4-5 April 1945 <-> 4-5 April 2020
Seventy-five years since the liberation of my home town Almelo (The Netherlands) I write about the hiding of my parents and many other Jews in the town. For more than two and a half years they had to hide until Canadian troops came to liberate them.
At the moment when I am writing this, almost all European citizens are under house arrest in a more or less strict sense. In this unexpected pandemic, unheard of in modern times, the virus forces us to stay at home. With our partner and children or alone, we are locked up.
Our predicament raises questions about being in hiding during the Holocaust. I remember stories of Holocaust survivers about their liberation when finally, at last, they could talk aloud after having had to whisper for months and years on end. That was some sort of liberation! Can you imagine? Or of finally, at last, being able to put on their shoes after having to walk on their stockings for months and years on end. Can you imagine?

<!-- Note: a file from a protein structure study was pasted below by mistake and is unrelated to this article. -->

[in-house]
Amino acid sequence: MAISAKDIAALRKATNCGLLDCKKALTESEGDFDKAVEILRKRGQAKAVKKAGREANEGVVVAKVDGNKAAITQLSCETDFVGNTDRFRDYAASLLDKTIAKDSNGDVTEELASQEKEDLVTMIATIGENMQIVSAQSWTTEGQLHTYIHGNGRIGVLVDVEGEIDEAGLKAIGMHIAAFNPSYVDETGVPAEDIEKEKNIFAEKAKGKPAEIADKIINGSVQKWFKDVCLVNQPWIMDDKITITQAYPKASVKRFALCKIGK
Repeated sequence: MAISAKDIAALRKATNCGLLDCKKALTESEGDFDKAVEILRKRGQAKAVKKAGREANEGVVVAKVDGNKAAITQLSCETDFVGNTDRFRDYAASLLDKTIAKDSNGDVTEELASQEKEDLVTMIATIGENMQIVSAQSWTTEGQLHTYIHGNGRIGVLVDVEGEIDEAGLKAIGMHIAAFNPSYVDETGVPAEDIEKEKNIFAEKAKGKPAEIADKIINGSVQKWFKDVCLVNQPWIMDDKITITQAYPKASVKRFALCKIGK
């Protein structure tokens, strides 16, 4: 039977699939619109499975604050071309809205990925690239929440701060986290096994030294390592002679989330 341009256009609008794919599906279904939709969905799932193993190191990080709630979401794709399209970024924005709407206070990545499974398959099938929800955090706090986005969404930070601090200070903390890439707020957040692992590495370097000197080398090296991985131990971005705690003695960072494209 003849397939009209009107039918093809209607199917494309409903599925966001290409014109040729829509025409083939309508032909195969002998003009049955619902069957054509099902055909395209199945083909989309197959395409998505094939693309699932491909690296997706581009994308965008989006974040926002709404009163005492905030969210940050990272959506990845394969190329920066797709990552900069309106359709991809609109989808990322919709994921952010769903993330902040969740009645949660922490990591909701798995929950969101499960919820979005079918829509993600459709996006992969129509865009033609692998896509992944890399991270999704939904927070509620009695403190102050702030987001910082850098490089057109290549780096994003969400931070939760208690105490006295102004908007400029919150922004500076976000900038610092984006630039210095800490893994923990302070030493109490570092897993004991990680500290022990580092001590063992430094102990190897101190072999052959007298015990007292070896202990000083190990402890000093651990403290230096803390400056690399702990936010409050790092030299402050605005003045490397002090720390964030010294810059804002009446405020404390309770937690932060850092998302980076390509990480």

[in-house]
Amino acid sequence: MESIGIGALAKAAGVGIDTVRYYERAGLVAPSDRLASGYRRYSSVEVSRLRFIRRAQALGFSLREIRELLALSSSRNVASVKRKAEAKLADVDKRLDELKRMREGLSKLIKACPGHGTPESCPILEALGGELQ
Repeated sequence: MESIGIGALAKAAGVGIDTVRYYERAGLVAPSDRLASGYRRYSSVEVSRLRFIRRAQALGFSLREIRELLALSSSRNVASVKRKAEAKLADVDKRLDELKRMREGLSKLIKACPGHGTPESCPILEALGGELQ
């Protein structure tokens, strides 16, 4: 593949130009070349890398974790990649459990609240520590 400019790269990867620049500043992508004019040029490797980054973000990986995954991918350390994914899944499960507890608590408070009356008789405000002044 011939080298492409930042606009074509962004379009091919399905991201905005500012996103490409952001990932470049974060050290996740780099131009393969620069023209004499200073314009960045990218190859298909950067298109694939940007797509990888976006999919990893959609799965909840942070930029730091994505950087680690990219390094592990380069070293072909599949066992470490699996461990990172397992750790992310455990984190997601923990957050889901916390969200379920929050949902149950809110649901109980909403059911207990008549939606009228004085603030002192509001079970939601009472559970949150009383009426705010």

Today we can hope, we can fool ourselves, we can expect on the basis of hard facts – but we have no certainty whatsoever. The virus calls the shots. The virus reigns. During the Holocaust, Jews in the extermination camps watched the condensation lines in the sky and wondered whether someone would come to their help. Now, we watch a blue sky without any condensation line. When will it end? When will ‘normalcy’ return? [BTW: I am in favour of a large reduction in the number of condensation lines during ‘normalcy’]
But the differences outnumber this one similarity. Today’s house arrest is physical exclusively. Thanks to electronics we are in permanent relation to each other and to the world. This has its advantages but it can also be burdensome. Events take place that you rather not know, for the sake of your own mental wellbeing. A Mensch (good person) must not look away… but seeing everything is unbearable.
‘Then’ the average Jew in hiding had no knowledge of what happened day in day out in Auschwitz-Birkenau. There was a suspicion that it was not a healthy place to be, to say the least. But the cold blooded industrial destruction of human beings was beyond imagination. Now we are bombarded with real-time images, colourful and moving, of dying people and intolerable suffering.
And another difference: we spend our house arrest more or less comfortably in our own homes. We do not have to live with strangers of whom we are dependent. We do not need to fear treason. We are not being moved in the dead of night to a different home because our hiding place is in danger of being found out. In our own homes, we feel pretty safe. And – we have food and drink and plenty of toilet paper.